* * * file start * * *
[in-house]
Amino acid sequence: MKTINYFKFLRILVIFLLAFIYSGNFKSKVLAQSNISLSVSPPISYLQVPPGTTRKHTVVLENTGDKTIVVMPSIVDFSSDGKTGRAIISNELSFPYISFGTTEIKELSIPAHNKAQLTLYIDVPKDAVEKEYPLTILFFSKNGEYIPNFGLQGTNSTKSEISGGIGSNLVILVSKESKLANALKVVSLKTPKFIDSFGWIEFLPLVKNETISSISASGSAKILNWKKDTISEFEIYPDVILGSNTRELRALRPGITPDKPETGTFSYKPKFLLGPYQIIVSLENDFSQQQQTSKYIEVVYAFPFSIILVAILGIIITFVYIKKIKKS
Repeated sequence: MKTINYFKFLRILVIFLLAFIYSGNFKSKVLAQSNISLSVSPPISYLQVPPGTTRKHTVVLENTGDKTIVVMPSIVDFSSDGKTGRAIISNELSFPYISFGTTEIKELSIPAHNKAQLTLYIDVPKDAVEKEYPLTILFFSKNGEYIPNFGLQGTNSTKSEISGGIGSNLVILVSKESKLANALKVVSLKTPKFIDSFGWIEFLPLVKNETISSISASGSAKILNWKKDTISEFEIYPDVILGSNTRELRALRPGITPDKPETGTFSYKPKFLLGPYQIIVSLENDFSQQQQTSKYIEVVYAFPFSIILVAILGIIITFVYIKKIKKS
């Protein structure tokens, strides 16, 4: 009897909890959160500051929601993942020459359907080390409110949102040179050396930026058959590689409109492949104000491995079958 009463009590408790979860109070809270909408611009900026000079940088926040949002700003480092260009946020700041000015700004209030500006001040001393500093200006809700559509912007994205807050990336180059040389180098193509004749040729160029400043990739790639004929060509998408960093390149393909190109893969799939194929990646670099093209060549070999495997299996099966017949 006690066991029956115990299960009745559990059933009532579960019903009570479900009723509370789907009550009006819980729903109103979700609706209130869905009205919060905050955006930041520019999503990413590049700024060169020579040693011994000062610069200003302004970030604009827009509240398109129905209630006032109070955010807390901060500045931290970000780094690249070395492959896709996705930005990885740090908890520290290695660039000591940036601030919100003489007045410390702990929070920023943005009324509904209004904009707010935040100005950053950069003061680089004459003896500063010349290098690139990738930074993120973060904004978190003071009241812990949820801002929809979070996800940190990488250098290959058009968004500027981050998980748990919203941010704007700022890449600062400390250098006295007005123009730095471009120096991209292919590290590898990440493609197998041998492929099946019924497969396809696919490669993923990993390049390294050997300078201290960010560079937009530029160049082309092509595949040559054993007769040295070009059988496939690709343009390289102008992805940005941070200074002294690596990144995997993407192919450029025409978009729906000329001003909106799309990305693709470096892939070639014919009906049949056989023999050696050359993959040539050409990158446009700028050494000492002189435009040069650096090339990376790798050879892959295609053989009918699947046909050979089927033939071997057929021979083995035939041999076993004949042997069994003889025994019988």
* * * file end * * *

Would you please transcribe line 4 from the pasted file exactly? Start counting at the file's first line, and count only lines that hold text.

């Protein structure tokens, strides 16, 4: 009897909890959160500051929601993942020459359907080390409110949102040179050396930026058959590689409109492949104000491995079958 009463009590408790979860109070809270909408611009900026000079940088926040949002700003480092260009946020700041000015700004209030500006001040001393500093200006809700559509912007994205807050990336180059040389180098193509004749040729160029400043990739790639004929060509998408960093390149393909190109893969799939194929990646670099093209060549070999495997299996099966017949 006690066991029956115990299960009745559990059933009532579960019903009570479900009723509370789907009550009006819980729903109103979700609706209130869905009205919060905050955006930041520019999503990413590049700024060169020579040693011994000062610069200003302004970030604009827009509240398109129905209630006032109070955010807390901060500045931290970000780094690249070395492959896709996705930005990885740090908890520290290695660039000591940036601030919100003489007045410390702990929070920023943005009324509904209004904009707010935040100005950053950069003061680089004459003896500063010349290098690139990738930074993120973060904004978190003071009241812990949820801002929809979070996800940190990488250098290959058009968004500027981050998980748990919203941010704007700022890449600062400390250098006295007005123009730095471009120096991209292919590290590898990440493609197998041998492929099946019924497969396809696919490669993923990993390049390294050997300078201290960010560079937009530029160049082309092509595949040559054993007769040295070009059988496939690709343009390289102008992805940005941070200074002294690596990144995997993407192919450029025409978009729906000329001003909106799309990305693709470096892939070639014919009906049949056989023999050696050359993959040539050409990158446009700028050494000492002189435009040069650096090339990376790798050879892959295609053989009918699947046909050979089927033939071997057929021979083995035939041999076993004949042997069994003889025994019988």